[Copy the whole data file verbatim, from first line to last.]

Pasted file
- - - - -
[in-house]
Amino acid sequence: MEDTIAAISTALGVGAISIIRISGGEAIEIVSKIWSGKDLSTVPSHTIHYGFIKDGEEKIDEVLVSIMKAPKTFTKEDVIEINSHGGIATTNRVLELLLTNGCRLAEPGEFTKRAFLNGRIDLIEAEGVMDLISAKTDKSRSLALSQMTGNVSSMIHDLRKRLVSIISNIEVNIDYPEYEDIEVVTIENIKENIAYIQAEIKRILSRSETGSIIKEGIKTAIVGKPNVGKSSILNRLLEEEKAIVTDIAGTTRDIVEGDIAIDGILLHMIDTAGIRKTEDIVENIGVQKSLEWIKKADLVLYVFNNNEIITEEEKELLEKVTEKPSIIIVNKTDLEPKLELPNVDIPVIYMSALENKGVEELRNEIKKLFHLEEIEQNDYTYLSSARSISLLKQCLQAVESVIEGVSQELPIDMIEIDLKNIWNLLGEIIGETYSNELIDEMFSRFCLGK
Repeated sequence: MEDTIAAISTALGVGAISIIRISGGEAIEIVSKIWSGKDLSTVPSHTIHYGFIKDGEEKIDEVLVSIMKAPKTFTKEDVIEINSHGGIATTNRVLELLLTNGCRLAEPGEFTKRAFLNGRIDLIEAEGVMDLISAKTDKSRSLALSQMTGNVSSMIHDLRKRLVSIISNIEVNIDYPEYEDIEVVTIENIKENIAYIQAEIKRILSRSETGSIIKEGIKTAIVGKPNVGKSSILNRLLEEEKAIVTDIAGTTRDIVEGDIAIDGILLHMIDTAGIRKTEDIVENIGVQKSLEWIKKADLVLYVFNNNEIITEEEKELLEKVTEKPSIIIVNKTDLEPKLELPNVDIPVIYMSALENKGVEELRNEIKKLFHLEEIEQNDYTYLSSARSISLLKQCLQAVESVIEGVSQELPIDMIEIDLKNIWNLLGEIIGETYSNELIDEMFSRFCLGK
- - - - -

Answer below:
[in-house]
Amino acid sequence: MEDTIAAISTALGVGAISIIRISGGEAIEIVSKIWSGKDLSTVPSHTIHYGFIKDGEEKIDEVLVSIMKAPKTFTKEDVIEINSHGGIATTNRVLELLLTNGCRLAEPGEFTKRAFLNGRIDLIEAEGVMDLISAKTDKSRSLALSQMTGNVSSMIHDLRKRLVSIISNIEVNIDYPEYEDIEVVTIENIKENIAYIQAEIKRILSRSETGSIIKEGIKTAIVGKPNVGKSSILNRLLEEEKAIVTDIAGTTRDIVEGDIAIDGILLHMIDTAGIRKTEDIVENIGVQKSLEWIKKADLVLYVFNNNEIITEEEKELLEKVTEKPSIIIVNKTDLEPKLELPNVDIPVIYMSALENKGVEELRNEIKKLFHLEEIEQNDYTYLSSARSISLLKQCLQAVESVIEGVSQELPIDMIEIDLKNIWNLLGEIIGETYSNELIDEMFSRFCLGK
Repeated sequence: MEDTIAAISTALGVGAISIIRISGGEAIEIVSKIWSGKDLSTVPSHTIHYGFIKDGEEKIDEVLVSIMKAPKTFTKEDVIEINSHGGIATTNRVLELLLTNGCRLAEPGEFTKRAFLNGRIDLIEAEGVMDLISAKTDKSRSLALSQMTGNVSSMIHDLRKRLVSIISNIEVNIDYPEYEDIEVVTIENIKENIAYIQAEIKRILSRSETGSIIKEGIKTAIVGKPNVGKSSILNRLLEEEKAIVTDIAGTTRDIVEGDIAIDGILLHMIDTAGIRKTEDIVENIGVQKSLEWIKKADLVLYVFNNNEIITEEEKELLEKVTEKPSIIIVNKTDLEPKLELPNVDIPVIYMSALENKGVEELRNEIKKLFHLEEIEQNDYTYLSSARSISLLKQCLQAVESVIEGVSQELPIDMIEIDLKNIWNLLGEIIGETYSNELIDEMFSRFCLGK